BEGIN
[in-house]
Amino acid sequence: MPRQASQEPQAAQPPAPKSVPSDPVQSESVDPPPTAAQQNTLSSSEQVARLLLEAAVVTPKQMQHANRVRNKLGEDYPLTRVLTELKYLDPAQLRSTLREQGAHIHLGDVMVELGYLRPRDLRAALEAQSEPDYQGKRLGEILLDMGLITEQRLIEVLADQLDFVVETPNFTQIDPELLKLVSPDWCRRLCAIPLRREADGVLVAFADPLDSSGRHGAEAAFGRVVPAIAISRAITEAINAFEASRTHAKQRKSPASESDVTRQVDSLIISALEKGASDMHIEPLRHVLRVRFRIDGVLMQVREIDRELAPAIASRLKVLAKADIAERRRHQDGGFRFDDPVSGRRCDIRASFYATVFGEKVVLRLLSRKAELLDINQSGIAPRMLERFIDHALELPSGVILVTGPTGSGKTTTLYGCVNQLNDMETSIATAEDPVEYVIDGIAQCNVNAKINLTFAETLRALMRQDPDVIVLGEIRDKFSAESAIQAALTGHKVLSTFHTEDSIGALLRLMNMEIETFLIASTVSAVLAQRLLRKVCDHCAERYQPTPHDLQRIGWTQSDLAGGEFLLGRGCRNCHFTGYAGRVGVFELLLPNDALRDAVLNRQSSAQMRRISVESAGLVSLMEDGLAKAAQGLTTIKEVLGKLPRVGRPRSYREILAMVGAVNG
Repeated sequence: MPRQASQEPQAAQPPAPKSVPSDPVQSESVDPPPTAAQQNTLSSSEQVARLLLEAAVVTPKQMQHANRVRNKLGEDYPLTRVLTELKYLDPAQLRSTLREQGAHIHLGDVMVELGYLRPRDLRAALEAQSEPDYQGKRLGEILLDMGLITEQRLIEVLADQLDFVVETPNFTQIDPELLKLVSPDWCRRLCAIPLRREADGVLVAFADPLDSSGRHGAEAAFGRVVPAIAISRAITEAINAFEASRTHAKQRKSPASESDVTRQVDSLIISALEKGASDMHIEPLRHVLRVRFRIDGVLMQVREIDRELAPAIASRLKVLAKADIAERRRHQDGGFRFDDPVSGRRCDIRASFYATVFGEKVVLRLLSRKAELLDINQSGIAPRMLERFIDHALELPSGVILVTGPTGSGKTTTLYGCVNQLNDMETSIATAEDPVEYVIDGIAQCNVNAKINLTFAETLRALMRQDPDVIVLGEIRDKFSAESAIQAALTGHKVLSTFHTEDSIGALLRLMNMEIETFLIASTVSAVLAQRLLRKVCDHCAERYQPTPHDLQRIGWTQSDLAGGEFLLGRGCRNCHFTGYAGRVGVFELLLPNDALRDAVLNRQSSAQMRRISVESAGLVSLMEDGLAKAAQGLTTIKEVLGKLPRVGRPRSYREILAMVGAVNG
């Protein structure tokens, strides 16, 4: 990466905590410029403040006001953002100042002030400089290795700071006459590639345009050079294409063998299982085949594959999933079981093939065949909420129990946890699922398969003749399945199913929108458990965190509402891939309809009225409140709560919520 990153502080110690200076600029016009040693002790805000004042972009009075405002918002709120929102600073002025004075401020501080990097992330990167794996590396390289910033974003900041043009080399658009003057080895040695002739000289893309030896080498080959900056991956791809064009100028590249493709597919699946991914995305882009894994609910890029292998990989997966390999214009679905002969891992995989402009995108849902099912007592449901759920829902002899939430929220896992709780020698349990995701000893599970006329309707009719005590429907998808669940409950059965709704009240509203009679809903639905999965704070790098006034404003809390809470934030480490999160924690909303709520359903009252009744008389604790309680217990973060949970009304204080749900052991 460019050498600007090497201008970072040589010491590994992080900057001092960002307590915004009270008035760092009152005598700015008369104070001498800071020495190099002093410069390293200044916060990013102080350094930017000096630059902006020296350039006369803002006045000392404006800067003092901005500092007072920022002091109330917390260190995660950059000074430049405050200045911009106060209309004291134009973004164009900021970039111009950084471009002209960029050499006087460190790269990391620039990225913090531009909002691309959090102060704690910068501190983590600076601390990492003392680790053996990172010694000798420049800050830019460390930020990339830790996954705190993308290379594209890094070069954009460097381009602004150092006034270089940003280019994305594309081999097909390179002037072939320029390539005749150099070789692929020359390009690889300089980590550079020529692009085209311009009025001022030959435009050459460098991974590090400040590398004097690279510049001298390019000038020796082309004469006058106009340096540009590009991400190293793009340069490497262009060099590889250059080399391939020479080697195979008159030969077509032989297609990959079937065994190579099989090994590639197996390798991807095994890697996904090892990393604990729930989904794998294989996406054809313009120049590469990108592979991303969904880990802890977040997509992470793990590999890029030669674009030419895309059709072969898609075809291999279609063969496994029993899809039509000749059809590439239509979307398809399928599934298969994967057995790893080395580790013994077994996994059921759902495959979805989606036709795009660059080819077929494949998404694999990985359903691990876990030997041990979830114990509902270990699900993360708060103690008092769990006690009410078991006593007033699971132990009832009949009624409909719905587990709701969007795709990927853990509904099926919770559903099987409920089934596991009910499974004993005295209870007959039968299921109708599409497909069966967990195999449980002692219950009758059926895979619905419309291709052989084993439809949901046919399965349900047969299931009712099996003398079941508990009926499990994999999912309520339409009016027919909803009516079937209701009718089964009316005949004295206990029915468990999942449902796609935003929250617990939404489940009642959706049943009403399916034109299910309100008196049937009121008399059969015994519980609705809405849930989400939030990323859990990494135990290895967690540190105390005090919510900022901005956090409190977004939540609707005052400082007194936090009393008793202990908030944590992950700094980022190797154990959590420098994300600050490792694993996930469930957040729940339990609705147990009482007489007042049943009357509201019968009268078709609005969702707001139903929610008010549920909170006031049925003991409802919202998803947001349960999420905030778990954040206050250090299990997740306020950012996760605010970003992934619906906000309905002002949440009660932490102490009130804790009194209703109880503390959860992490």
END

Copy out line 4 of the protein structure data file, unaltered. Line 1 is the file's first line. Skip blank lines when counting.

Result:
């Protein structure tokens, strides 16, 4: 990466905590410029403040006001953002100042002030400089290795700071006459590639345009050079294409063998299982085949594959999933079981093939065949909420129990946890699922398969003749399945199913929108458990965190509402891939309809009225409140709560919520 990153502080110690200076600029016009040693002790805000004042972009009075405002918002709120929102600073002025004075401020501080990097992330990167794996590396390289910033974003900041043009080399658009003057080895040695002739000289893309030896080498080959900056991956791809064009100028590249493709597919699946991914995305882009894994609910890029292998990989997966390999214009679905002969891992995989402009995108849902099912007592449901759920829902002899939430929220896992709780020698349990995701000893599970006329309707009719005590429907998808669940409950059965709704009240509203009679809903639905999965704070790098006034404003809390809470934030480490999160924690909303709520359903009252009744008389604790309680217990973060949970009304204080749900052991 460019050498600007090497201008970072040589010491590994992080900057001092960002307590915004009270008035760092009152005598700015008369104070001498800071020495190099002093410069390293200044916060990013102080350094930017000096630059902006020296350039006369803002006045000392404006800067003092901005500092007072920022002091109330917390260190995660950059000074430049405050200045911009106060209309004291134009973004164009900021970039111009950084471009002209960029050499006087460190790269990391620039990225913090531009909002691309959090102060704690910068501190983590600076601390990492003392680790053996990172010694000798420049800050830019460390930020990339830790996954705190993308290379594209890094070069954009460097381009602004150092006034270089940003280019994305594309081999097909390179002037072939320029390539005749150099070789692929020359390009690889300089980590550079020529692009085209311009009025001022030959435009050459460098991974590090400040590398004097690279510049001298390019000038020796082309004469006058106009340096540009590009991400190293793009340069490497262009060099590889250059080399391939020479080697195979008159030969077509032989297609990959079937065994190579099989090994590639197996390798991807095994890697996904090892990393604990729930989904794998294989996406054809313009120049590469990108592979991303969904880990802890977040997509992470793990590999890029030669674009030419895309059709072969898609075809291999279609063969496994029993899809039509000749059809590439239509979307398809399928599934298969994967057995790893080395580790013994077994996994059921759902495959979805989606036709795009660059080819077929494949998404694999990985359903691990876990030997041990979830114990509902270990699900993360708060103690008092769990006690009410078991006593007033699971132990009832009949009624409909719905587990709701969007795709990927853990509904099926919770559903099987409920089934596991009910499974004993005295209870007959039968299921109708599409497909069966967990195999449980002692219950009758059926895979619905419309291709052989084993439809949901046919399965349900047969299931009712099996003398079941508990009926499990994999999912309520339409009016027919909803009516079937209701009718089964009316005949004295206990029915468990999942449902796609935003929250617990939404489940009642959706049943009403399916034109299910309100008196049937009121008399059969015994519980609705809405849930989400939030990323859990990494135990290895967690540190105390005090919510900022901005956090409190977004939540609707005052400082007194936090009393008793202990908030944590992950700094980022190797154990959590420098994300600050490792694993996930469930957040729940339990609705147990009482007489007042049943009357509201019968009268078709609005969702707001139903929610008010549920909170006031049925003991409802919202998803947001349960999420905030778990954040206050250090299990997740306020950012996760605010970003992934619906906000309905002002949440009660932490102490009130804790009194209703109880503390959860992490």